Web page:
In 1950, with a $10,000 loan from their father, Maynard and his brother, Seymour, founded Vanguard Records. The venture began after Seymour, who had studied musicology at New York University, took a tape recorder to Vienna to capture performances of Bach cantatas by the Vienna State Opera Orchestra and Chorus conducted by Felix Prohaska.

Over time Vanguard and its Bach Guild label released an impressively diverse catalog of valuable recordings, especially of overlooked works, and issued pivotal albums of folk music, blues and jazz. The classical repertory including English madrigals, overlooked Bach cantatas, masses by Haydn and a landmark survey of the complete Mahler symphonies with Maurice Abravanel conducting the Utah Symphony Orchestra.

During the height of McCarthyism in the mid-1950s, Vanguard signed blacklisted performers including the bass-baritone Paul Robeson and the Weavers, whose 1956 release “The Weavers at Carnegie Hall” helped spark a revival of folk music in America. Vanguard made important recordings with Joan Baez, Odetta, Mississippi John Hurt, Larry Coryell, and other major folk music artists. The Solomon brothers sold the label in 1986.

In the 1970s, while maintaining a full-time job at Vanguard, Maynard Solomon had been drawn increasingly into research and writing, mostly working in the evenings and weekend. His political sympathies led to the publication in 1973 of “Marxism and Art: Essays Classic and Contemporary,” a collection of basic readings in Marxist criticism and aesthetics edited and introduced by Solomon. The sale of Vanguard allowed him to concentrate fully on research.

He shook up musicology in 1989 with an article in the journal 19th-Century Music intriguingly titled “Franz Schubert and the Peacocks of Benvenuto Cellini.” Citing letters and written recollections from Schubert’s close male friends, accompanied by deep dives into the mores of the period, Solomon presented a case that the composer was primarily homosexual.

There was predictable pushback from some corners of the musicological establishment. Several scholars pointed to questionable readings of sources. And Solomon’s analysis of evidence that Schubert may have engaged in relations with adolescent men, referred to in coded references as “peacocks,” was seen as the most speculative leap in his argument.

Still, that Schubert had deep longings for men that filled him at once with sensual excitement and anguish comes through persuasively. Those emotions, some may feel, help explain the melancholy that can permeate even Schubert pieces that seem cheerful on the surface.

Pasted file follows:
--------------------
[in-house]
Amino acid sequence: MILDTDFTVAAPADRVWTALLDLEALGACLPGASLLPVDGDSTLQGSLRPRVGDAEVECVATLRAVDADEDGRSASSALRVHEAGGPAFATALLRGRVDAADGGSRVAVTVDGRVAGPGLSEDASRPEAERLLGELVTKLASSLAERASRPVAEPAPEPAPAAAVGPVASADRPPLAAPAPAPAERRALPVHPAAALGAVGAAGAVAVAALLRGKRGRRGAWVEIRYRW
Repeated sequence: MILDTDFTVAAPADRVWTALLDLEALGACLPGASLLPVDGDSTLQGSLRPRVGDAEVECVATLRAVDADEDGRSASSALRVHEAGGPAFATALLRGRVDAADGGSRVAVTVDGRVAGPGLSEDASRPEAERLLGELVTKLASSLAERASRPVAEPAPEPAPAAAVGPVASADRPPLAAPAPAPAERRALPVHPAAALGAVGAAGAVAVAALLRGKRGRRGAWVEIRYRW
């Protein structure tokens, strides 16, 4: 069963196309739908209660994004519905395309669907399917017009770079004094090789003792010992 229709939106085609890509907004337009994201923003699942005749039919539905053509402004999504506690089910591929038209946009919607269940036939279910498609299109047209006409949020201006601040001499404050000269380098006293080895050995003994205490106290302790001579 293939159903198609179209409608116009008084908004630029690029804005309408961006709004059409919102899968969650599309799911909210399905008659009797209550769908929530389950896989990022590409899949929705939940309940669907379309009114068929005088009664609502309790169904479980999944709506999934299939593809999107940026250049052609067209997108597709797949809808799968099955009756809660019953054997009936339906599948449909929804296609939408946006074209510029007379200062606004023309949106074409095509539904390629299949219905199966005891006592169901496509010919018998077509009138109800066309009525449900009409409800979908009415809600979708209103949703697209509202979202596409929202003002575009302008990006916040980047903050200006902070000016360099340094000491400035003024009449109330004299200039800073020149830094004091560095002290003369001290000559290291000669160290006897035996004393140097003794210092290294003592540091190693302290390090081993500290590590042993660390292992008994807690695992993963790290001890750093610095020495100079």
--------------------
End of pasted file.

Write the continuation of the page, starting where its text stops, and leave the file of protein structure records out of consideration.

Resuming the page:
The most controversial element of Solomon’s absorbing biography of Mozart was his portrait of the composer’s father. Leopold Mozart “emerges as a possessive monster,” the New York Times book critic Michiko Kakutani wrote in a 1995 review, “obsessed with controlling his brilliant son’s entire life, as a means of financial aggrandizement, as a ratification of his own skills as a teacher and as an unconscious recapitulation with his own conflicts with his mother.”

Yet Edward W. Said, in an admiring review for The New Yorker, saw nuance in the book’s depiction of a father-son partnership. Solomon “shows how it imprisoned the young Wolfgang Mozart creatively and personally in the older man’s sphere as rebel and — here Solomon’s ingenuity gives an audacious edge to his interpretation — as willing captive,” Said wrote. Leopold’s feelings are seen as “predicated on love and admiration, not merely venality and greed.” He concluded that he “did not know a musician’s biography as satisfying and moving as this one.”

Solomon taught regularly in adjunct and visiting professor stints at the Graduate Center of the City University of New York, Columbia, Harvard and Yale, and joined the graduate faculty at the Juilliard School.

His brother died in 2002, and his sister, Mildred Gelbloom, in 2015. Solomon is survived by his wife, Eva Tevan Solomon; sons Mark and Maury; daughter Nina Solomon; and five grandchildren.

He was well aware that some felt his speculations on composers were too Freudian. But, in the preface to the original edition of his Beethoven biography, he quoted Freud’s observation that “There is a grain of truth concealed in every delusion.”

© 2020 The New York Times Company